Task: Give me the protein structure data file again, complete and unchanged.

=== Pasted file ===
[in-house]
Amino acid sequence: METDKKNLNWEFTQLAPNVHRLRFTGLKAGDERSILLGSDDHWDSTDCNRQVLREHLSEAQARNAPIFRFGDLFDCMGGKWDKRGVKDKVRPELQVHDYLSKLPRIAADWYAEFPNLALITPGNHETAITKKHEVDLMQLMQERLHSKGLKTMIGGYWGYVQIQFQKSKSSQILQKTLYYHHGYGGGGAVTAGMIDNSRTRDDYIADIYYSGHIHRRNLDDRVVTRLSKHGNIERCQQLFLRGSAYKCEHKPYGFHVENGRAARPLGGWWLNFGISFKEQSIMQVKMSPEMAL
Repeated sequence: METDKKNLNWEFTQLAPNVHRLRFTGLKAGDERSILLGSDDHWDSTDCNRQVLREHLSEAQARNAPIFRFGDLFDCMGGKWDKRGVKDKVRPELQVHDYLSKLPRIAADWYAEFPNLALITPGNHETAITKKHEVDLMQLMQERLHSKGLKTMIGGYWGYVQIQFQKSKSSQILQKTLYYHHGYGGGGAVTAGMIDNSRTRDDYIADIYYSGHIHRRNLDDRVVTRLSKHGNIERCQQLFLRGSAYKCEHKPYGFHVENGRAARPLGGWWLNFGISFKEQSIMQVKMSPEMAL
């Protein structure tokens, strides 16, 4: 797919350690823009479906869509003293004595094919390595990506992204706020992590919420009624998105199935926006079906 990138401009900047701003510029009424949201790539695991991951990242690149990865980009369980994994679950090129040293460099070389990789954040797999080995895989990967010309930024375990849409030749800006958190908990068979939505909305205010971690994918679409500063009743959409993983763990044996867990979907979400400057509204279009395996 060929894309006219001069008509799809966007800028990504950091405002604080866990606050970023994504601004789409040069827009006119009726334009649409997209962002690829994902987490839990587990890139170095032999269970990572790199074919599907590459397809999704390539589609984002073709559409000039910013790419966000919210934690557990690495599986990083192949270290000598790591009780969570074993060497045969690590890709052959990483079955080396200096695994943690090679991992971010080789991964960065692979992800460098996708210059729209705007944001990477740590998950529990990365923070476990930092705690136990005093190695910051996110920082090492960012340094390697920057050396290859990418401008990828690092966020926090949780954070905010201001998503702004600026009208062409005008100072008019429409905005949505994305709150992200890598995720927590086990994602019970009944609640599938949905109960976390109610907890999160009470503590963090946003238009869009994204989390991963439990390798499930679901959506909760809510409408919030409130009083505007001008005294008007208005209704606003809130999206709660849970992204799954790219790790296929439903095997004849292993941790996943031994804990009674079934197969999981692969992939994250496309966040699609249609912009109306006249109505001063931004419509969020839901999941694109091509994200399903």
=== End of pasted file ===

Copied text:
[in-house]
Amino acid sequence: METDKKNLNWEFTQLAPNVHRLRFTGLKAGDERSILLGSDDHWDSTDCNRQVLREHLSEAQARNAPIFRFGDLFDCMGGKWDKRGVKDKVRPELQVHDYLSKLPRIAADWYAEFPNLALITPGNHETAITKKHEVDLMQLMQERLHSKGLKTMIGGYWGYVQIQFQKSKSSQILQKTLYYHHGYGGGGAVTAGMIDNSRTRDDYIADIYYSGHIHRRNLDDRVVTRLSKHGNIERCQQLFLRGSAYKCEHKPYGFHVENGRAARPLGGWWLNFGISFKEQSIMQVKMSPEMAL
Repeated sequence: METDKKNLNWEFTQLAPNVHRLRFTGLKAGDERSILLGSDDHWDSTDCNRQVLREHLSEAQARNAPIFRFGDLFDCMGGKWDKRGVKDKVRPELQVHDYLSKLPRIAADWYAEFPNLALITPGNHETAITKKHEVDLMQLMQERLHSKGLKTMIGGYWGYVQIQFQKSKSSQILQKTLYYHHGYGGGGAVTAGMIDNSRTRDDYIADIYYSGHIHRRNLDDRVVTRLSKHGNIERCQQLFLRGSAYKCEHKPYGFHVENGRAARPLGGWWLNFGISFKEQSIMQVKMSPEMAL
């Protein structure tokens, strides 16, 4: 797919350690823009479906869509003293004595094919390595990506992204706020992590919420009624998105199935926006079906 990138401009900047701003510029009424949201790539695991991951990242690149990865980009369980994994679950090129040293460099070389990789954040797999080995895989990967010309930024375990849409030749800006958190908990068979939505909305205010971690994918679409500063009743959409993983763990044996867990979907979400400057509204279009395996 060929894309006219001069008509799809966007800028990504950091405002604080866990606050970023994504601004789409040069827009006119009726334009649409997209962002690829994902987490839990587990890139170095032999269970990572790199074919599907590459397809999704390539589609984002073709559409000039910013790419966000919210934690557990690495599986990083192949270290000598790591009780969570074993060497045969690590890709052959990483079955080396200096695994943690090679991992971010080789991964960065692979992800460098996708210059729209705007944001990477740590998950529990990365923070476990930092705690136990005093190695910051996110920082090492960012340094390697920057050396290859990418401008990828690092966020926090949780954070905010201001998503702004600026009208062409005008100072008019429409905005949505994305709150992200890598995720927590086990994602019970009944609640599938949905109960976390109610907890999160009470503590963090946003238009869009994204989390991963439990390798499930679901959506909760809510409408919030409130009083505007001008005294008007208005209704606003809130999206709660849970992204799954790219790790296929439903095997004849292993941790996943031994804990009674079934197969999981692969992939994250496309966040699609249609912009109306006249109505001063931004419509969020839901999941694109091509994200399903």